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At the ballpark: McCarty also played baseball growing up in Leamington, Ontario, so he treated throwing out the first pitch as serious business. Wearing cleats, he toed the rubber, wiped it clean and used a full windup. He delivered a strike. “I’ve got to come with the heat,” McCarty said. “This whole week has been overwhelming. The Cup is theirs as much as it is ours. What can I say? It’s a lot of fun.” Nine other Wings, coach Scotty Bowman, the training staff and Zamboni driver Al Sobotka were introduced and ran out to the third-base line before a modest matinee crowd of 11,534 fans. Manager Buddy Bell used this lineup: CF Brian Hunter, 2B Damion Easley, 3B Travis Fryman, 1B Tony Clark, DH Bob Hamelin, RF Melvin Nieves, LF Curtis Pride, C Brian Johnson, SS Orlando Miller, RHP Felipe Lira. The Tigers won, 4-2, on a two-out, two-run, bases-loaded single by Pride in the eighth inning, raising their record to 29-32. Watching from owner Mike Ilitch’s box with McCarty were Swedes Nicklas Lidstrom and Tomas Sandstrom and Canadians Kris Draper, Kirk Maltby, Joe Kocur, Bob Rouse, Aaron Ward, Mathieu Dandenault and Kevin Hodson. “We used to come down to games and just walk in, have a beer and walk out, no bother,” Kocur said. “It’s a little bit different right now, but it’s well worth it. We’re not anonymous at all anymore. Everywhere you go, you’re so recognized out there. There’s no hiding. No matter where you go right now, you’re going to sign an autograph or there’s going to be looking and saying is that so-and-so. The fans have been unbelievable.”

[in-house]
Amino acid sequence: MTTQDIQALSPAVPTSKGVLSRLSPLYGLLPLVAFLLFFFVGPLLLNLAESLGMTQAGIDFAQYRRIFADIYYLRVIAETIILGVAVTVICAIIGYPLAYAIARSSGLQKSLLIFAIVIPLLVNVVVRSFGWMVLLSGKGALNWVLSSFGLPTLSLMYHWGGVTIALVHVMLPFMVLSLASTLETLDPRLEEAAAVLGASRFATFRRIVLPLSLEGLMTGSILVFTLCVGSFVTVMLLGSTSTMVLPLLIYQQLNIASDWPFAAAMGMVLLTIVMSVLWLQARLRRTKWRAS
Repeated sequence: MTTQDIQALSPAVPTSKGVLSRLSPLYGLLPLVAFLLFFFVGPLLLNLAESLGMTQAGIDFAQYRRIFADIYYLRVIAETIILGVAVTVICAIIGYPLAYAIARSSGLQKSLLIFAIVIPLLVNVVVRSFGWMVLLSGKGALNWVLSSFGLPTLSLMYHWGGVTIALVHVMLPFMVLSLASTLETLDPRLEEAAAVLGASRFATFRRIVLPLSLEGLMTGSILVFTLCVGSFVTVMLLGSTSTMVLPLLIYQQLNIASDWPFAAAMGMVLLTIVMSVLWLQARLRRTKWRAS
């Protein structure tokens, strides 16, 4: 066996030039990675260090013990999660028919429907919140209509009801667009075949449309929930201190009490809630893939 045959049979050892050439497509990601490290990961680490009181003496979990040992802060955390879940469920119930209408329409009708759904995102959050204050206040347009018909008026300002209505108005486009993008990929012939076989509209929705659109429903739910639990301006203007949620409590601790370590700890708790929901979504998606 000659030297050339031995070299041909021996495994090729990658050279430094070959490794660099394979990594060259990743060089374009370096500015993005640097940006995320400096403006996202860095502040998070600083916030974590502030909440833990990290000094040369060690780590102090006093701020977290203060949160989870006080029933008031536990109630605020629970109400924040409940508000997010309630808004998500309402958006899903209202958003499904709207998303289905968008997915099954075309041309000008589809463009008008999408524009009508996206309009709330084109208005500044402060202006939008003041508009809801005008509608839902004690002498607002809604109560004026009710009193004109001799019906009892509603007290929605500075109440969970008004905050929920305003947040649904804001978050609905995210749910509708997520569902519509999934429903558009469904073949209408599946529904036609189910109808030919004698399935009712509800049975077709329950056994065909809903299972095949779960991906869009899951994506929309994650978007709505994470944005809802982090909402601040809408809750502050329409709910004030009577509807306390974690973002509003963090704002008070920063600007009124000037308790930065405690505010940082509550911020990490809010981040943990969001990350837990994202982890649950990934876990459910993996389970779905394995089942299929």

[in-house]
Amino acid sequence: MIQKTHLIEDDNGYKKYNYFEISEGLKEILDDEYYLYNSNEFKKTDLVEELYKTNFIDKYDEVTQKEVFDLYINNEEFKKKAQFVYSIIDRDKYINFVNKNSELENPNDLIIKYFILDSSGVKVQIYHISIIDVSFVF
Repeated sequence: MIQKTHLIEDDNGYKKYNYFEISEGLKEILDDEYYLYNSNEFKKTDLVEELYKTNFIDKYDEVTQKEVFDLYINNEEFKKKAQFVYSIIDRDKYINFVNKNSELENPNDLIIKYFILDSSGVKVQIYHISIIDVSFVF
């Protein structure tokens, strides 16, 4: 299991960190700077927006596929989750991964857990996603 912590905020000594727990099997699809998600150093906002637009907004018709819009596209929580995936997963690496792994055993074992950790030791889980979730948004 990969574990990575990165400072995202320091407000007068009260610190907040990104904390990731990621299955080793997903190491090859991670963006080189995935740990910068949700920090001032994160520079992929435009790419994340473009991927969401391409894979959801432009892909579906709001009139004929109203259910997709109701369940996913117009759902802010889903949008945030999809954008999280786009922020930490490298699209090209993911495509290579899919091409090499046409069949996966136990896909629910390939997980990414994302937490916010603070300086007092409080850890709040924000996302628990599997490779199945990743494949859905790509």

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In New York: Vernon and O’Brien traded quips on the set. The goalie revealed what he did with time to kill, such as during the long spells when the Flyers didn’t attempt a shot on goal. “You look for pretty girls in the audience who catch your eye,” he said. O’Brien called Vernon “the king of Detroit” and asked whether he easily was recognized in the city. “The other day,” Vernon replied, “a woman on a talk show told me I look sexy with my mask on. So, I might try going out with it on.” To which O’Brien quipped: “Oh, and terrorize a sorority?” Vernon said he would take the Cup to his summer cottage.